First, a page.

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CSOs call for greater protection of migrants’ and children’s rights

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By Fatou Bojang

A forum of Gambian civil society organisations and rights advocates has recommended greater protection of migrants and children with specific consideration of gender perspectives.

On Sunday, The Gambia NGOs Forum, the PROMIS project, and the PAPEV project put together a high-level advocacy panel to raise awareness among NGOs actors about protecting migrants and children’s rights from a gender perspective.

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Held at the International Conference Centre, the forum focused on the participation of NGOs in the 79th ordinary session of the African Commission on Human and Peoples’ Rights.

The panel, chaired and animated by Nimo Ali, highlighted the partnerships between NGOs and the United Nations in the protection of migrants.

The panellists denounced several factors, including the limited safe and regular pathways for migration, which have compelled more people to migrate irregularly and to use smugglers and facilitators when moving through West Africa. They argued that rigorous securitization of migration, including the tightening of border controls in West Africa, has exposed migrants to greater risks of human rights violations, especially regarding women and children.

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“Migrants may experience a wide range of human rights violations in their countries of origin, transit, or destination. These violations include a denial of civil and political rights such as arbitrary arrests, illegal detention, torture, or a lack of due process, as well as economic, social, and cultural rights like poverty, challenges to accessing the rights to health and education, an adequate standard of living, and social security,” the panel stated.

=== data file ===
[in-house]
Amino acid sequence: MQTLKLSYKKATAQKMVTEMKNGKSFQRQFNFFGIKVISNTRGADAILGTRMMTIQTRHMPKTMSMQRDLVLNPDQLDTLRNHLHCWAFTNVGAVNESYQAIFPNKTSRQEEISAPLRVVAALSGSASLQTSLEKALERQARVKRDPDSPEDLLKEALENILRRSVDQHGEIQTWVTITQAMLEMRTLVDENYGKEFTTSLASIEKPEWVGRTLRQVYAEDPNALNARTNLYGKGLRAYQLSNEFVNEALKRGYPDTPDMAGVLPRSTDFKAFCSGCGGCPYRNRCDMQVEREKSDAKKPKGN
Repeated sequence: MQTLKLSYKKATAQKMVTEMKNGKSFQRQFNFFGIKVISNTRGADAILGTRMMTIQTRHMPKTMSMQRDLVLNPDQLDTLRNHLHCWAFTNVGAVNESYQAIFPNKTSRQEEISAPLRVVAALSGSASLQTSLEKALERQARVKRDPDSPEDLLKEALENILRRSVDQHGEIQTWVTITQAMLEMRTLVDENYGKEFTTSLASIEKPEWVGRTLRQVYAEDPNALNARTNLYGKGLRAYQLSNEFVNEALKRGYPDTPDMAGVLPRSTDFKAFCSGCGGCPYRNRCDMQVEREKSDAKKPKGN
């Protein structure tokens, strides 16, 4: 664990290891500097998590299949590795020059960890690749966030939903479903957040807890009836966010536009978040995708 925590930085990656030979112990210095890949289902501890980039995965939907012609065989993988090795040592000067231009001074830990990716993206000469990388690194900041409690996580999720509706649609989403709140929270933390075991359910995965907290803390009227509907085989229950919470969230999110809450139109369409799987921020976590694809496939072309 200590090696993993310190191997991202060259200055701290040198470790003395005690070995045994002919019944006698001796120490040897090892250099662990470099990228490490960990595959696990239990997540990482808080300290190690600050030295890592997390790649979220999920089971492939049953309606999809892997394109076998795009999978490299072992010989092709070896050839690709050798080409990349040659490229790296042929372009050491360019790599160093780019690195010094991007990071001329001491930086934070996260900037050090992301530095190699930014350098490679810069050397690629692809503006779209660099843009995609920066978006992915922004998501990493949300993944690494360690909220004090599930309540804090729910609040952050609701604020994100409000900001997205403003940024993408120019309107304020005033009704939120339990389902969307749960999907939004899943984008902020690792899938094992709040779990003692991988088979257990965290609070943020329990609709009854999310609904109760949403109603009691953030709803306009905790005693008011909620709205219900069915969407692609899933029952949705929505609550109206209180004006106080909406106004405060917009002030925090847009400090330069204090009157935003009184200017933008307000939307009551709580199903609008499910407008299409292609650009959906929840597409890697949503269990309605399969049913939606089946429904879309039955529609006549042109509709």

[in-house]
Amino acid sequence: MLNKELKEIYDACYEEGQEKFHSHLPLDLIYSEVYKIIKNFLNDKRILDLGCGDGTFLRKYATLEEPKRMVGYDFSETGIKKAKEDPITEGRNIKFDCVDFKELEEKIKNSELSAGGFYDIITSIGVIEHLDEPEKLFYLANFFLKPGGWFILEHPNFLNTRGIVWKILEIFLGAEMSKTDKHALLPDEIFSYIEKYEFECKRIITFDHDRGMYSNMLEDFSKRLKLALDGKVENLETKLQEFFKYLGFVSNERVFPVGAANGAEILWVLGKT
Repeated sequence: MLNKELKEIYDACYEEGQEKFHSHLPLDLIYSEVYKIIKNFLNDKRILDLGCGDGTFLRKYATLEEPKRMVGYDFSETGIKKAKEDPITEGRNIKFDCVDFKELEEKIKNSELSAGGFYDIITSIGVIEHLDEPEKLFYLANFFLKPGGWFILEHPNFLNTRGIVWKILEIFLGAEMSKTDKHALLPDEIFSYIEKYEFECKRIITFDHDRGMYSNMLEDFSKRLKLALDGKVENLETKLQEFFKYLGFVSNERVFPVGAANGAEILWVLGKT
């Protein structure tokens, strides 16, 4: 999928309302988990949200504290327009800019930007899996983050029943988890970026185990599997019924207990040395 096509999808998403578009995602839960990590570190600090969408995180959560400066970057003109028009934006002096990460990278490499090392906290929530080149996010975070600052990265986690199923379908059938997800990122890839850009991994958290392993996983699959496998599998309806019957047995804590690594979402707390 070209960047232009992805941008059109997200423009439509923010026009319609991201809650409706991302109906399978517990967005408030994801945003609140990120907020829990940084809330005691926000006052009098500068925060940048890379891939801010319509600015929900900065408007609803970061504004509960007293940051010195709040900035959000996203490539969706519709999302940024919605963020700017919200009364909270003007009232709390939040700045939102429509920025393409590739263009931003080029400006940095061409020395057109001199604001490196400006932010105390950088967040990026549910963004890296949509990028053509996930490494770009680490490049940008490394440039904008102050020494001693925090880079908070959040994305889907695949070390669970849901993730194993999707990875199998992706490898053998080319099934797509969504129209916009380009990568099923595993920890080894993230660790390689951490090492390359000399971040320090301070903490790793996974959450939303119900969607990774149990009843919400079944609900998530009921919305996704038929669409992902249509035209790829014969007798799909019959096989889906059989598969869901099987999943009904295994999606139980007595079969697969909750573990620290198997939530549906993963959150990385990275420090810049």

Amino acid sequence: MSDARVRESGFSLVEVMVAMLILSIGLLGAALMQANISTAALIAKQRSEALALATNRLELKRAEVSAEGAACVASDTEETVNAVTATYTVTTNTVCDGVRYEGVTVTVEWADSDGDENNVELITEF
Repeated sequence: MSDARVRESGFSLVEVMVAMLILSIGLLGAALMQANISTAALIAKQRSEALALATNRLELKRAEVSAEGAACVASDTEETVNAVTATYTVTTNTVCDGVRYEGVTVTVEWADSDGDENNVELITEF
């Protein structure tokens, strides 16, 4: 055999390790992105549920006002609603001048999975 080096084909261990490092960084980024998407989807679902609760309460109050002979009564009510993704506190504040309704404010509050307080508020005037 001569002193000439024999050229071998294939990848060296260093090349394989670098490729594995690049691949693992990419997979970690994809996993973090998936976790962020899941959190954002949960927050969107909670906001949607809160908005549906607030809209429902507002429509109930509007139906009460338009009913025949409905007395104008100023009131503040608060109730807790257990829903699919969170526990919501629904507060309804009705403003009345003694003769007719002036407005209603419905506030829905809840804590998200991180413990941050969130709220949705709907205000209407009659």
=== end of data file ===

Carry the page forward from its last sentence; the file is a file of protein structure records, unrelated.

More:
The panellists also denounced the lack of access to quality education, arguing that while education remains fundamental for human development and societal progress, numerous challenges persist in Africa’s education systems.

“Low proficiency continues to persist in Africa despite human rights instruments such as the African Charter on Human and People’s Rights, the Rights and Welfare of the Child, the Maputo Protocol, and the African Youth Charter giving provisions for access to education by children and youths on the continent.”

“Closing the gender gap requires targeted interventions to promote girls’ education, improve maternal and reproductive healthcare, address gender-based violence, and enhance women’s economic empowerment through access to finance, land rights, and entrepreneurship opportunities. Empowering women not only benefits them individually but also contributes to overall economic growth and social development.”

The panellists concluded that advocating for means of addressing human rights issues in the context of migration requires a multi-stakeholder approach, especially for the gender and child rights dimensions.

“Beyond the fundamental role of states, civil society remains a critical stakeholder in ensuring the promotion and protection of the human rights of migrants. Across the West African Region, civil society actors have been undertaking various interventions towards enhancing gender and human rights in the context of migration.”

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